Book Review – Milkman by Anna Burns (winner of the Booker Prize 2018)
On numerous occasions since I was a pubescent tyke I have attempted to read James Joyce’s Ulysses. The first was at 13, when a friend of mine and I, acting on the advice of a rakish older teenager, tried to find the reputed purple prose and forbidden porn between its covers (we didn’t, of course). Then in later years, more attempts, borne out of guilt and curiosity and masochism. I never made it past more than a few chapters, getting lost in the dense jungle of words and paragraphs, endless, rambling, chaotic, a steamy thicket of impenetrable literary flora.
I finally admitted defeat and moved on.
And then, a couple of years ago, I went to see the inimitable Jenny Steyn acting (solo); 90 minutes of explosively performed Molly Bloom from Ulysses. And she did it, unsurprisingly, in Irish. With that accent reeking of history and famine and whiskey and poetry. The curled ‘r’s’ and gentle lilts and hills and valleys splattered with metaphors and allusions. And James Joyce suddenly came to life. That’s it I thought! You have to read Joyce in Irish! Not English. Irish (the accent)!
And so it was with Milkman, this year’s Booker prize winner. Called ‘incomprehensible’ and ‘impossibly dense’ by some reviewers, I decided, fuggit, I am going in with my machete. And I will read it in Irish (I am no good at speaking accents, but I can hear them, the song and cadence in every sentence). On the rare occasions where I lost concentration switched to English it indeed became, um, leaden, opaque.
So this is like nothing else you will ever read, if you decide to uncrate your old Irish sword and fearlessly wade in to battle.
The best way I can describe this book it is one part Joyce (the close-packed cornucopia of words, sentences falling over each other, paragraphs sweeping endlessly over many pages, the joyous vernacular – (a ‘numbance’, an attitude of feeling numb, for example, or the emphatic use of ‘auld’ for ‘old’, written and pronounced just as spelled, just slightly differently than the boring english version).
And then one part Joseph Heller (weird and wobbly characters like ‘tablets-girl’ or ‘Somebody McSomebody’ or ‘nuclear-boy’ only mentioned early, but making themselves loudly and colourfully known only later, like Major Major Major in Catch-22). And the deep, black, screaming hilarity of the most unfunny of situations.
And then one part Kafka. Or maybe four parts Kafka. The world which unfolds makes Kafka’s cockroach seem common.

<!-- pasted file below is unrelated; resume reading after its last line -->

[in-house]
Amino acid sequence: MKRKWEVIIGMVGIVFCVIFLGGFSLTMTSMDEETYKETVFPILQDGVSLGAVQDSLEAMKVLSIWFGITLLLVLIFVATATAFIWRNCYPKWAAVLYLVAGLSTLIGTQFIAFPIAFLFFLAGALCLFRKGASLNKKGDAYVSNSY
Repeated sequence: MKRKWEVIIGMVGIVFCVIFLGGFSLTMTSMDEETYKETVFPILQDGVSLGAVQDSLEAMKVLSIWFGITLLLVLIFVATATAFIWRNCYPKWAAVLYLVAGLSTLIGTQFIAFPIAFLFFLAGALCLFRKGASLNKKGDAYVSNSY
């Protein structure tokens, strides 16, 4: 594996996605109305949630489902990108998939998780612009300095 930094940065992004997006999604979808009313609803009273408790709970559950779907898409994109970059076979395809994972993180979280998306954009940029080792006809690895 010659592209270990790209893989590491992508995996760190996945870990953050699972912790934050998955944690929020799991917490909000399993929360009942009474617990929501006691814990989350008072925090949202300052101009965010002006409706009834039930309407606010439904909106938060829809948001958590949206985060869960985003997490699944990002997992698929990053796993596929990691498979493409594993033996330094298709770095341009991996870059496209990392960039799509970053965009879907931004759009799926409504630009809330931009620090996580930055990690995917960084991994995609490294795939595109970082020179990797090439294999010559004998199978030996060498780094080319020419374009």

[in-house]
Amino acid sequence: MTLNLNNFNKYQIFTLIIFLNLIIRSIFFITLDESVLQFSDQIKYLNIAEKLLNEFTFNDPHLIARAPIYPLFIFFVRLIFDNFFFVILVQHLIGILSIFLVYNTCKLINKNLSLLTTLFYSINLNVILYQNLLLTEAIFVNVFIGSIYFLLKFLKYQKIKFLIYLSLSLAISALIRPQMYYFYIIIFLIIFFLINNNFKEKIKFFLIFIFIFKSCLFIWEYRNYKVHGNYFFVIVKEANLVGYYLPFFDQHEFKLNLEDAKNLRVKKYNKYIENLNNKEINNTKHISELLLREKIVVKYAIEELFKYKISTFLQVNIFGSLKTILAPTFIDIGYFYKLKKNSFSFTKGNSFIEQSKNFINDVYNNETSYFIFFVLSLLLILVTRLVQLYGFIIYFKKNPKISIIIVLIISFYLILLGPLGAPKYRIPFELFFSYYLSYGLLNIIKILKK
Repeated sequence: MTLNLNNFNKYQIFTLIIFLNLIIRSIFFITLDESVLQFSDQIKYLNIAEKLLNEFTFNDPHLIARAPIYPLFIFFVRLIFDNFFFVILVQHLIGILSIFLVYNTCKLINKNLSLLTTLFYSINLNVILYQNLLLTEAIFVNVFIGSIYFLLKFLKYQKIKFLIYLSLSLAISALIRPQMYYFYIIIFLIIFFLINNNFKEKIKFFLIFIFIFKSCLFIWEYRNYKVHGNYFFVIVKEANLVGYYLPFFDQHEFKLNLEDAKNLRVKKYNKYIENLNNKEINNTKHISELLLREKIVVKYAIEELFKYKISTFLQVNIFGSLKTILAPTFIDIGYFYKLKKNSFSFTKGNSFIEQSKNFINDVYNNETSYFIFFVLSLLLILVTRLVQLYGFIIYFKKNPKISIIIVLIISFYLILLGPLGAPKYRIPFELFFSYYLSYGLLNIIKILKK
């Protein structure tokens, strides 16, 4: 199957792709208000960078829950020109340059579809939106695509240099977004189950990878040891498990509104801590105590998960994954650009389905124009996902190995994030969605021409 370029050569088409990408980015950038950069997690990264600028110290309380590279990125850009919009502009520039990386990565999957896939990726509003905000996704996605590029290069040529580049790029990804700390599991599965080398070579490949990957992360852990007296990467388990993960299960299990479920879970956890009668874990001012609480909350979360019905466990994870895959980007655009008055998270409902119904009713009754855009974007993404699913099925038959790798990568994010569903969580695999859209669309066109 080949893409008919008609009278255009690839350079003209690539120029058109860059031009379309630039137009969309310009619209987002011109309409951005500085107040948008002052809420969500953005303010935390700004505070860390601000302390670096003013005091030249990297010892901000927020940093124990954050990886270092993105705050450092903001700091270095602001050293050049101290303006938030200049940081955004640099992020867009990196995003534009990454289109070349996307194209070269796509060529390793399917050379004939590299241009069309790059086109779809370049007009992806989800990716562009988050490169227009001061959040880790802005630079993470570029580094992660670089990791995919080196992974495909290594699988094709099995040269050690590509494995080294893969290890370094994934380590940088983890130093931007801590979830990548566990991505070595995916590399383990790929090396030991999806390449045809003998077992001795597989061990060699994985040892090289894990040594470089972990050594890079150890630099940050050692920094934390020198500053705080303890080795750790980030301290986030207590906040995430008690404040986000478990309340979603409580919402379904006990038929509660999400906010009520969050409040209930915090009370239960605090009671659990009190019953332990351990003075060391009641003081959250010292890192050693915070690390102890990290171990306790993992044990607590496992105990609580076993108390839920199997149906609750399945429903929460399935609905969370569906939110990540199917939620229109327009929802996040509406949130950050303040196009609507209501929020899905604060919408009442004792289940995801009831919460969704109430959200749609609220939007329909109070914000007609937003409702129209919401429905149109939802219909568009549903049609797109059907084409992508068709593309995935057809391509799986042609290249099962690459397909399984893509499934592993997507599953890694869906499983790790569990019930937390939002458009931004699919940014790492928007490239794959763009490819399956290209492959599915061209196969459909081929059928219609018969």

Our heroine (never actually named, like all of the characters in this book) is an 18 year-old eccentric, walking around her 1970’s Irish town (also not named, and neither is the IRA or Northern Ireland or Britain – only ‘renouncers of state’ and ‘the country over the water’). She walks with her head down, reading books, reading more books and not talking to anyone. That’s all she does, other than occasionally visit her ‘maybe-boyfriend’.
We soon find out why. These are deep in the times of the troubles. Everyone is suspect. Or could be suspect. Or should be suspect Or is made to be suspect. Traitors are a rumour away, a wrong smile, a misplaced glance, a wrong address. There are bombs and beatings and tar-and-featherings and kneecappings and death and disappearance. One day you are just living a small life and the next you are branded a traitor. By people who are perhaps, maybe also maybe-traitors. Or could be. Or could be made to be.
So bewildered is our heroine by this illogical and Bedlamic world into which she is forced to inhabit that all she can do is read and walk and talk to no one and look at no one. And have sex with maybe-boyfriend, who loves cars and has a workshop and has a acquired a turbo-charger from a car from ‘over-the-water’ and so his neighbour wonders whether he is a traitor and so…
Into her cloistered world steps Milkman, near the book’s opening. Not a milkman (although there is a milkman in the book, an important one). No, Milkman is a renouncer-of-state, a big shot paramilitary. And old and scary and slimy. And he wants her, because if you are a big shot in the renouncers-of-state, you take what you want, including pretty eccentric and vulnerable 18 year-olds who finally have no other choice.
And so the book takes wings of a sort, with our heroine stopping at every thought and conundrum and possibility, turning it this way and that, her head a jumble of maybes and surely-nots and what-ifs. And lets not forget the many, many sisters and brothers-laws and widowed mom and ballroom-dancing children and slaughtered dogs and decapitated cat’s head and, god, ach, ach, this book is near impossible to review, even though the plot is deceptively simple.
So, like my first attempts at reading James Joyce I am giving up on this review.
But if you choose to read it, read it in Irish. It is exhausting, astonishing, beautiful and you will leave it in a numbance.